|Lecture Notes: 15 October
© R. Paselk 2008
Last time we looked at Chymotrypsin and saw how the catalytic triad functions. Today we will look at a second enzyme illustrating some other aspects of catalysis.
Lysozyme: Have looked at model of Lysozyme - globular with cleft to accommodate substrate (overhead; model). Functions as an antibiotic, hydrolyzing polysaccharide strand in cell walls of bacteria (text Figure 6-24). For Lysozyme the substrate is a carbohydrate polymer. [overhead].
- X-ray diffraction images show many H-bonding sites to substrate; Glu-35 and Asp-52 are in the active site near the bond to be cleaved. Fig 6-24
- In binding studies find that binding energies increase as go from 1-4 residues, then decrease on 5 and increase again with 6.
- Lysozyme has a symmetrical pH profile similar to papain with a pH optimum of 5, with Glu-35 unionized (pKa= 6.5) and Asp-52 ionized (pKa= 3.5). Note pK's of both of these residues are different than expected in free amino acids. Very typical in proteins due to local environments. Thus for Glu see pK shifted up because of local hydrophobic, non-polar environment (ions unstable in non-polar environment), whereas the Asp has an environment encouraging ionization.
- So now let's look at the enzyme itself:
- Lysozyme uses a variety of catalytic mechanisms: General acid/base, TS strain distortion, & TS charge stabilization. Let's look at mechanism (Phillips mechanism, text Figure 6-25a, SN1 )
- Use binding energy to distort to half-chair conformation (C1 goes from sp3 to sp2-like geometry it will have in TS carbocation intermediate [overhead].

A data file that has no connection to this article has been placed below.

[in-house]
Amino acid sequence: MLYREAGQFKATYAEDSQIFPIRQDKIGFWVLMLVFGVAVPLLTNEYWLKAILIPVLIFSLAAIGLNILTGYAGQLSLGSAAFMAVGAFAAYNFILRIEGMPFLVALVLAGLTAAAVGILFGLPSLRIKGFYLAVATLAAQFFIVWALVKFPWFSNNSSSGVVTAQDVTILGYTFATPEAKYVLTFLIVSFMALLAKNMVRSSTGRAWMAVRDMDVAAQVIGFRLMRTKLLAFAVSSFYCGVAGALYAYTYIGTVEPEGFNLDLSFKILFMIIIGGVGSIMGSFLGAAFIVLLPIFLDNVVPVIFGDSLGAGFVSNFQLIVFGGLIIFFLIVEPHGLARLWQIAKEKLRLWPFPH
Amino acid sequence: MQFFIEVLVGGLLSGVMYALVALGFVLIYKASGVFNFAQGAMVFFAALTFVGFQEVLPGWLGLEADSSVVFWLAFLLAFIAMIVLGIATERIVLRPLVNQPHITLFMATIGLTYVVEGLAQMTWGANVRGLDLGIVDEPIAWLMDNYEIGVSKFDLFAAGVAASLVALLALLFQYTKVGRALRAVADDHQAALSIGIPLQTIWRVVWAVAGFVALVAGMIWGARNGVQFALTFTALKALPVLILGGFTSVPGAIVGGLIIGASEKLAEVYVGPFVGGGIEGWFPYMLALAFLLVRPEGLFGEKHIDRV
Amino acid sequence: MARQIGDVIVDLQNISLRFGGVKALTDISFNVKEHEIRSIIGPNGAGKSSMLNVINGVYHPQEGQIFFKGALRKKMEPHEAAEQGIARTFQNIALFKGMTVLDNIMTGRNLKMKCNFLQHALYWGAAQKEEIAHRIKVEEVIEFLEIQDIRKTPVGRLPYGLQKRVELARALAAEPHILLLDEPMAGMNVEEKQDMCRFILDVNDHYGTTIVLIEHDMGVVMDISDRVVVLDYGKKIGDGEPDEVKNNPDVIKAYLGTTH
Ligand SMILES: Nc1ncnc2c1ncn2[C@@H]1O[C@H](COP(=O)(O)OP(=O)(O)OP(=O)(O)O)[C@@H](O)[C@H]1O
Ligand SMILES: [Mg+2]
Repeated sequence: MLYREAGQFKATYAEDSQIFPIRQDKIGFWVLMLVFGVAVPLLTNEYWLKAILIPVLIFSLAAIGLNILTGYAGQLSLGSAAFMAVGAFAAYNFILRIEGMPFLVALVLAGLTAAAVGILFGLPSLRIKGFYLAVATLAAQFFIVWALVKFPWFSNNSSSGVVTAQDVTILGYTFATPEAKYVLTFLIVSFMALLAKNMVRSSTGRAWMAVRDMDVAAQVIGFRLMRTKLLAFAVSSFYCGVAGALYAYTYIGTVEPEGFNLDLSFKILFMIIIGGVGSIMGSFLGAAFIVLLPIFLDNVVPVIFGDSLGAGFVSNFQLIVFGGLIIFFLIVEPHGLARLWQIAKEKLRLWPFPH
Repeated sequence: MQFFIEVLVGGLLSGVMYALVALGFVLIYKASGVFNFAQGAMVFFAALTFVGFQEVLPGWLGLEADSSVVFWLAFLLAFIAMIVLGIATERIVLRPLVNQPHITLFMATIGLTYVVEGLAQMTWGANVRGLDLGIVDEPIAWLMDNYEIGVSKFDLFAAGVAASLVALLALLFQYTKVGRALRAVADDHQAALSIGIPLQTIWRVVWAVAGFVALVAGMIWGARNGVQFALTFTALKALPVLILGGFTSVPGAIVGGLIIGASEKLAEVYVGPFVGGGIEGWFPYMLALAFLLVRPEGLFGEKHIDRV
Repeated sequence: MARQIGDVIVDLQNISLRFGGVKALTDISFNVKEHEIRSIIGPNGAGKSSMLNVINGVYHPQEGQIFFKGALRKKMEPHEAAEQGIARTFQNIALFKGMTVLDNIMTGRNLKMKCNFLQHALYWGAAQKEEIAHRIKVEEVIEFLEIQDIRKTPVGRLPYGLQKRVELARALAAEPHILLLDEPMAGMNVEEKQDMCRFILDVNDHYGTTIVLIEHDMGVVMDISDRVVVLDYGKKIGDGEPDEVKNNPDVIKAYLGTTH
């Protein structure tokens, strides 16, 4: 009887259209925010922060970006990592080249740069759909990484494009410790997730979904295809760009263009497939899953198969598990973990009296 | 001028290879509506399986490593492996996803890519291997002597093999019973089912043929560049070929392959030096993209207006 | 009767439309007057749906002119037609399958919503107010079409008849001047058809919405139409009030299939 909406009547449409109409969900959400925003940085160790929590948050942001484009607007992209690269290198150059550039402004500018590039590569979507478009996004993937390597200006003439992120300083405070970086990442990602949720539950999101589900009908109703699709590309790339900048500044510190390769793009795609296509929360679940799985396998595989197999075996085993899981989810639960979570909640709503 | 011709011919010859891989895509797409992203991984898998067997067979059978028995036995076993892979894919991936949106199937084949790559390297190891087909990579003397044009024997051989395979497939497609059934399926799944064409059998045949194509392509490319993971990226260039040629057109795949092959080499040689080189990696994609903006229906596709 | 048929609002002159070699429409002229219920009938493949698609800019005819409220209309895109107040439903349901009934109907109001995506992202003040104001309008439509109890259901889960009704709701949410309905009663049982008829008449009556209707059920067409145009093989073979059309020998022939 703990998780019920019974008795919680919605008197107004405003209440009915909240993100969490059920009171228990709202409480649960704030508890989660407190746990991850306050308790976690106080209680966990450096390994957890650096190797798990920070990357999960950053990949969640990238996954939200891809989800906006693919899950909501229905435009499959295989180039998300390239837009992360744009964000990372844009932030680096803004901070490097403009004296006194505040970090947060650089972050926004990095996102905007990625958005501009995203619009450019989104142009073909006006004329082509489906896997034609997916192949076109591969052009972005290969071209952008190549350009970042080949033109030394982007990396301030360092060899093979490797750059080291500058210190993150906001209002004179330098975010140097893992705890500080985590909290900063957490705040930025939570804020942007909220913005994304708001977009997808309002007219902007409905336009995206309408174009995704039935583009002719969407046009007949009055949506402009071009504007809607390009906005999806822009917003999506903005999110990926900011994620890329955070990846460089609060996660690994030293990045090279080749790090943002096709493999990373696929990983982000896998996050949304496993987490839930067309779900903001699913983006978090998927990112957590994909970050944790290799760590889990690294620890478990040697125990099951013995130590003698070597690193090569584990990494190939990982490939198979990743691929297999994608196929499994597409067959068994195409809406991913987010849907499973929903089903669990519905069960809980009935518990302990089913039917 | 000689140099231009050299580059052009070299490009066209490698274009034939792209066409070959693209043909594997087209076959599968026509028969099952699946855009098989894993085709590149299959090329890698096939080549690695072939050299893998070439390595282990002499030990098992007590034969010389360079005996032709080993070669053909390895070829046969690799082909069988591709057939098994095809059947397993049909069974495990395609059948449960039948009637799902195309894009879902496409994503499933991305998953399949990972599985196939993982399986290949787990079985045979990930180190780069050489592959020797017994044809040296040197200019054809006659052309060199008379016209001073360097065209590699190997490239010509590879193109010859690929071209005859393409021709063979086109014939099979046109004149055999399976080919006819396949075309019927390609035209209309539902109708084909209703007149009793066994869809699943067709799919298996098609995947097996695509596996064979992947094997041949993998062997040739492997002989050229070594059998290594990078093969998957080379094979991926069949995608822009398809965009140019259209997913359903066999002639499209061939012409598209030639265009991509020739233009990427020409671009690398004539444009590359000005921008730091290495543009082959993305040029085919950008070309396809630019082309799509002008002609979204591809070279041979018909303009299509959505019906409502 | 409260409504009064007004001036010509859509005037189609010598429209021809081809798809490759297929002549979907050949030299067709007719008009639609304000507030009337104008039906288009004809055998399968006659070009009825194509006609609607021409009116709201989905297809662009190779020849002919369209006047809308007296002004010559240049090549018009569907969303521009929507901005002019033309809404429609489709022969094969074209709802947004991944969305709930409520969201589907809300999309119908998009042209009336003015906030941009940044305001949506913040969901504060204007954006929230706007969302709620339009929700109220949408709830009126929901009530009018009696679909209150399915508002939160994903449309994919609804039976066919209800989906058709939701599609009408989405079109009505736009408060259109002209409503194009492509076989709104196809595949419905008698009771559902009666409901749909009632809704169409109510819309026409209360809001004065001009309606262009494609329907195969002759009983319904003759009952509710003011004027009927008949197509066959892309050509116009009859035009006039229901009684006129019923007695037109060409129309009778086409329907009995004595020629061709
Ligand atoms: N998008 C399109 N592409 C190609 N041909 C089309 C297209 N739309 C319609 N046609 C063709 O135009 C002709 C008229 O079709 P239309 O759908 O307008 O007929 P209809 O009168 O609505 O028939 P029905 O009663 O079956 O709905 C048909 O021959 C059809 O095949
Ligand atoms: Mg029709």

- Ionized (-) Asp-52 acts to stabilize (+) carbocation charge in TS. [overhead]
- Protonated Glu-35 acts as general acid (proton donor) to catalyze cleavage of glycosidic bond, then as general base (proton acceptor) to catalyze attack of water on carbocation intermediate. [overhead]
- In addition each of the catalytic groups is placed in close proximity and properly oriented, so we get proximity/orientation catalysis of catalysis.
- Current best mechanism: text Figure 6-25b, SN2
The carbohydrates, or sugars, are our third group of biomolecules. They are characterized by having a carbonyl carbon (aldehyde or ketone) and multiple hydroxyl groups. The smallest sugars are thus the three carbon trioses, glyceraldehyde (aldotriose) and dihydroxyacetone (ketotriose), text Figure 7-1.
Note that sugars occur in both D and L forms (text Figure 7-2b). As we shall see the natural sugars are generally D. Let's look at the two families, aldoses and ketoses. The important aldoses (text Figure 7-3a-1,2) include the five carbon aldopentose, ribose:
which commonly occurs in the cyclic furanose form.The six carbon aldohexoses, glucose, mannose, and galactose. (text Figure 7-3a-3)
Last modified 15 October 2008